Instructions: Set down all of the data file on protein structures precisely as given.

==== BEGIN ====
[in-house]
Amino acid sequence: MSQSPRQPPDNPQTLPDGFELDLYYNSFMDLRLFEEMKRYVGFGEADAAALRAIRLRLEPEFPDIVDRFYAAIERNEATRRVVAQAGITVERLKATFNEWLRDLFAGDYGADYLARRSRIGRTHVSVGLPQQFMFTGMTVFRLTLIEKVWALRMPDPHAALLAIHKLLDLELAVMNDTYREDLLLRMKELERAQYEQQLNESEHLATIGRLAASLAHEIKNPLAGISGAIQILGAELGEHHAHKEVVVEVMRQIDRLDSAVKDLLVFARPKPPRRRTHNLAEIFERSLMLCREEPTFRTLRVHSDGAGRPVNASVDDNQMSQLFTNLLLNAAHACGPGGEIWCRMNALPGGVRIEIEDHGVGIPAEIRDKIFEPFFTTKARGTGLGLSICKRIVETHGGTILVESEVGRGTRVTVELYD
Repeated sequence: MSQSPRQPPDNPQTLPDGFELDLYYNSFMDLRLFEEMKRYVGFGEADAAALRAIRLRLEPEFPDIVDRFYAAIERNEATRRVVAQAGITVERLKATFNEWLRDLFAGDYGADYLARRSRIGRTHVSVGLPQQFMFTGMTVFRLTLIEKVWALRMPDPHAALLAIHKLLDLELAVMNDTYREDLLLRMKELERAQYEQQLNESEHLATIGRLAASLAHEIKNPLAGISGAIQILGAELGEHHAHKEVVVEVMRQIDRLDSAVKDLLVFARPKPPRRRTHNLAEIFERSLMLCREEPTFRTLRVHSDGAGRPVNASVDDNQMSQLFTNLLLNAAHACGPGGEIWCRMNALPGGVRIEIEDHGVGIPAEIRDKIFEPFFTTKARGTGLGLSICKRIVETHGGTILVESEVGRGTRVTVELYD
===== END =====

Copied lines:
[in-house]
Amino acid sequence: MSQSPRQPPDNPQTLPDGFELDLYYNSFMDLRLFEEMKRYVGFGEADAAALRAIRLRLEPEFPDIVDRFYAAIERNEATRRVVAQAGITVERLKATFNEWLRDLFAGDYGADYLARRSRIGRTHVSVGLPQQFMFTGMTVFRLTLIEKVWALRMPDPHAALLAIHKLLDLELAVMNDTYREDLLLRMKELERAQYEQQLNESEHLATIGRLAASLAHEIKNPLAGISGAIQILGAELGEHHAHKEVVVEVMRQIDRLDSAVKDLLVFARPKPPRRRTHNLAEIFERSLMLCREEPTFRTLRVHSDGAGRPVNASVDDNQMSQLFTNLLLNAAHACGPGGEIWCRMNALPGGVRIEIEDHGVGIPAEIRDKIFEPFFTTKARGTGLGLSICKRIVETHGGTILVESEVGRGTRVTVELYD
Repeated sequence: MSQSPRQPPDNPQTLPDGFELDLYYNSFMDLRLFEEMKRYVGFGEADAAALRAIRLRLEPEFPDIVDRFYAAIERNEATRRVVAQAGITVERLKATFNEWLRDLFAGDYGADYLARRSRIGRTHVSVGLPQQFMFTGMTVFRLTLIEKVWALRMPDPHAALLAIHKLLDLELAVMNDTYREDLLLRMKELERAQYEQQLNESEHLATIGRLAASLAHEIKNPLAGISGAIQILGAELGEHHAHKEVVVEVMRQIDRLDSAVKDLLVFARPKPPRRRTHNLAEIFERSLMLCREEPTFRTLRVHSDGAGRPVNASVDDNQMSQLFTNLLLNAAHACGPGGEIWCRMNALPGGVRIEIEDHGVGIPAEIRDKIFEPFFTTKARGTGLGLSICKRIVETHGGTILVESEVGRGTRVTVELYD